Conventionally, in those cases, young people either give into their parents potentially resulting in harm, or they end up in complicated legal battles with one or more parents. In some cases that might become a custody battle, or it may be a battle over whether the teenager can consent to medical treatment on their own, which is not unprecedented. Seeing as we already have frameworks for that, it seems the process could be streamlined.

    #41080

    Unseen
    Participant

    What’s the value of public debate or parental consent here? If there’s cause for concern it might be that doctors unfamiliar with proper diagnostic protocols could be too quick to issue prescriptions, and safeguards should be put in place for that. But this is a case where prejudice and bigotry are sadly quite likely to interfere with what is a medical issue, and that is problematic. Conventionally, in those cases, young people either give into their parents potentially resulting in harm, or they end up in complicated legal battles with one or more parents. In some cases that might become a custody battle, or it may be a battle over whether the teenager can consent to medical treatment on their own, which is not unprecedented. Seeing as we already have frameworks for that, it seems the process could be streamlined.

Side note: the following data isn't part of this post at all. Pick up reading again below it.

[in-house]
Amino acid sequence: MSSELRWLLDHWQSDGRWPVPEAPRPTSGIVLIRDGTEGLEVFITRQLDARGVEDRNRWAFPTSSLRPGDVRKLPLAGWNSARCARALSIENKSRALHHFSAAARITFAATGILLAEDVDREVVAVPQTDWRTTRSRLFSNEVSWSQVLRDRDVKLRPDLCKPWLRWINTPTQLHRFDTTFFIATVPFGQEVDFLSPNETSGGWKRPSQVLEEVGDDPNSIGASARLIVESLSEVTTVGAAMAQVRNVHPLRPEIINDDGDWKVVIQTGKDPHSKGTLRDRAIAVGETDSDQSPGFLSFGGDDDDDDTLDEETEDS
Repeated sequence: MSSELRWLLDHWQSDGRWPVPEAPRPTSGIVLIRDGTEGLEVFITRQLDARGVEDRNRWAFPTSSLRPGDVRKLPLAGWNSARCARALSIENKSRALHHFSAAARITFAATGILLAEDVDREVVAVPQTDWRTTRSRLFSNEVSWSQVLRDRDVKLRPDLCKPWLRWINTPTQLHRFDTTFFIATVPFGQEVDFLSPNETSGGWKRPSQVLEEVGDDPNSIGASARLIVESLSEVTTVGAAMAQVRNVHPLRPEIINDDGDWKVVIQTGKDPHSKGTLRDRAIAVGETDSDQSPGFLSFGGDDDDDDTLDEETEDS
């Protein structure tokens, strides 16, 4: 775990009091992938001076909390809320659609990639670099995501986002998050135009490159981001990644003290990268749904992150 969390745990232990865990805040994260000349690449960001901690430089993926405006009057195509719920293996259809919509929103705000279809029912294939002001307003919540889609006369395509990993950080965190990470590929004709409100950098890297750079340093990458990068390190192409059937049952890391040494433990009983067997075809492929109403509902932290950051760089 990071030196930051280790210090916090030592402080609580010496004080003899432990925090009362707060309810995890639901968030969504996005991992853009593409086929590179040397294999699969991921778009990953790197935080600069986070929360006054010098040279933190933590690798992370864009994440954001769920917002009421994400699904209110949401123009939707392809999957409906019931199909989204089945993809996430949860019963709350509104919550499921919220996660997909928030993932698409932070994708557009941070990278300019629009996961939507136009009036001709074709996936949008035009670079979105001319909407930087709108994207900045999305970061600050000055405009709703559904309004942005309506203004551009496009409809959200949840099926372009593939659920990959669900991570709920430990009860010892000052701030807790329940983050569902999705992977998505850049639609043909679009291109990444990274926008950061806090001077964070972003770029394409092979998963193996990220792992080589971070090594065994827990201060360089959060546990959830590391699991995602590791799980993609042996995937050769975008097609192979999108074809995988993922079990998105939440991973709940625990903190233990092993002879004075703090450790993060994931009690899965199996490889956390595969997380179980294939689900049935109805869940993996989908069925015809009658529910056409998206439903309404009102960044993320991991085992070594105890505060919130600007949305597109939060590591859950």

Granted, but my child can’t get any other medical work done without my consent, which may be given or withheld unwisely, possibly with dire or life-changing consequences. At least, many such mistakes are reversible or remediable. Children can’t sign contracts, largely because they generally can’t think about long-term consequences as well as full adults.

    I’m not sure a lifetime change from one gender to the other is a decision a 15 year old is equipped to make. It can’t be undone but can be done without suspending the normal procedures not  so many years later. What’s the rush?